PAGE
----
IT'S A strange beast, GUS. The group comprises Argos, the low- brow retailer, Experian, a credit checking and marketing business, and (77 per cent of) Burberry, the luxury goods chain.
Despite the anachronistic conglomerate structure, its shares had done pretty well over the past couple of years, at least until the start of this summer. No matter how poor the returns from the group's investment in Experian (and they have been poor), Argos has taken care of it.
This time last year, sales at Argos were showing 12 per cent year- on- year growth. Yesterday, a trading update from the group showed the extent to which things have deteriorated. Like-for-like sales growth was 5 per cent in the three months to 30 June.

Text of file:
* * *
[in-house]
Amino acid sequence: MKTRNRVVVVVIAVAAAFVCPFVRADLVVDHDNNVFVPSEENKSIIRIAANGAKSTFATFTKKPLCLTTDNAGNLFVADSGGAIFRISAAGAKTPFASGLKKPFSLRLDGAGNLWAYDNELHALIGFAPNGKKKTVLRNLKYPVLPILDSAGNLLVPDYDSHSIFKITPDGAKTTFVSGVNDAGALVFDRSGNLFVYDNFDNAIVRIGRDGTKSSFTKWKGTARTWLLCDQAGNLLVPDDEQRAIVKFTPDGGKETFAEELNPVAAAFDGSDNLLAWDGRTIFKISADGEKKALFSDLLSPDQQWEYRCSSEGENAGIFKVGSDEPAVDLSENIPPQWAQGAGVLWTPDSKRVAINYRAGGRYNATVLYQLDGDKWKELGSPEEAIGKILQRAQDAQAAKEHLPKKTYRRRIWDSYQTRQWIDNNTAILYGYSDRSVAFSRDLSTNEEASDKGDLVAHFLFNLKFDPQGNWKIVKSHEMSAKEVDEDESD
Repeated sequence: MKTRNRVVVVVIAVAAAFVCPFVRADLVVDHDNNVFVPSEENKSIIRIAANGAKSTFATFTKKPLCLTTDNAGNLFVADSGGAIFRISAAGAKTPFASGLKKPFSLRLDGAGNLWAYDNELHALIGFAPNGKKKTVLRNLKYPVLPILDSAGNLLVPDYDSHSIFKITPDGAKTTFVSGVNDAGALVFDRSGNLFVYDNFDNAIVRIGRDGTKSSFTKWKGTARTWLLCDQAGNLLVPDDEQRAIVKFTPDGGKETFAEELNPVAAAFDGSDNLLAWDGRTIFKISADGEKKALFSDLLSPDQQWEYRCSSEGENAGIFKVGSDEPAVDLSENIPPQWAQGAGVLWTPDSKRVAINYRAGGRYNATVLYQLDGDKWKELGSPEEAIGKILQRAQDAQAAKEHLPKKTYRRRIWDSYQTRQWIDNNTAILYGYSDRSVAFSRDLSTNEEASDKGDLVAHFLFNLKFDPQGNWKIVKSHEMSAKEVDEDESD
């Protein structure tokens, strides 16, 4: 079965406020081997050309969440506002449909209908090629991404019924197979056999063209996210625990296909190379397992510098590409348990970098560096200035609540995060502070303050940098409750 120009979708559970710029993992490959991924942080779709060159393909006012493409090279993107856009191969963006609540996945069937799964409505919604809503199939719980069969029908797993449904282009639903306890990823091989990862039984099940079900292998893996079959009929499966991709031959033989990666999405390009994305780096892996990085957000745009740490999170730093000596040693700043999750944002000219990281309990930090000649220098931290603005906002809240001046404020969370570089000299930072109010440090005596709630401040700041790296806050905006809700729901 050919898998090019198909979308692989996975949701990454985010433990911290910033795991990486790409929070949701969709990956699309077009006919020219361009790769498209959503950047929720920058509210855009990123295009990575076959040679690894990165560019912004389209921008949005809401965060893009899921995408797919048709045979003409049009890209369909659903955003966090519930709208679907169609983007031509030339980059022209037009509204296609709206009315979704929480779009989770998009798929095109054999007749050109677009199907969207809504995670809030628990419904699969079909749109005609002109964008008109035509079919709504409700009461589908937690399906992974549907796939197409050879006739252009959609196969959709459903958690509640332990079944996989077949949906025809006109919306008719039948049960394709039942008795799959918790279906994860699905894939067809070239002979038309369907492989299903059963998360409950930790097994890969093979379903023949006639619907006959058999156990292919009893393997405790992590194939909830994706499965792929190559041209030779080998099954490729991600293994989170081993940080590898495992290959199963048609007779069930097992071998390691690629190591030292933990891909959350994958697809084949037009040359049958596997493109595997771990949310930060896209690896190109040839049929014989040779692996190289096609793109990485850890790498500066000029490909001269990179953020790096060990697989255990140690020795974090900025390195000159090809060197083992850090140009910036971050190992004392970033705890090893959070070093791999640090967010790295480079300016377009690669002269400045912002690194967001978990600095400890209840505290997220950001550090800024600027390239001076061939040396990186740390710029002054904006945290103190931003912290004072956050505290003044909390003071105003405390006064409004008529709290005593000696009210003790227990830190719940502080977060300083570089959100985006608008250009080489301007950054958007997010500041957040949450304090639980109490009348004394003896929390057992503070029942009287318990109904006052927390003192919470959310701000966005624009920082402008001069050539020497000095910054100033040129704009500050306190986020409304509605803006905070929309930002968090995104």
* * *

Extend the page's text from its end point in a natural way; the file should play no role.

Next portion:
The decline shouldn't be a surprise, although it spooked the market. Argos is still growing faster than retail spending as a whole, and with the addition of new stores taking the division's sales growth to 10 per cent, the figures are actually pretty robust. But the trend is in the wrong direction, and there is every chance the UK consumer could be about to have a crisis of confidence and cut back on spending. …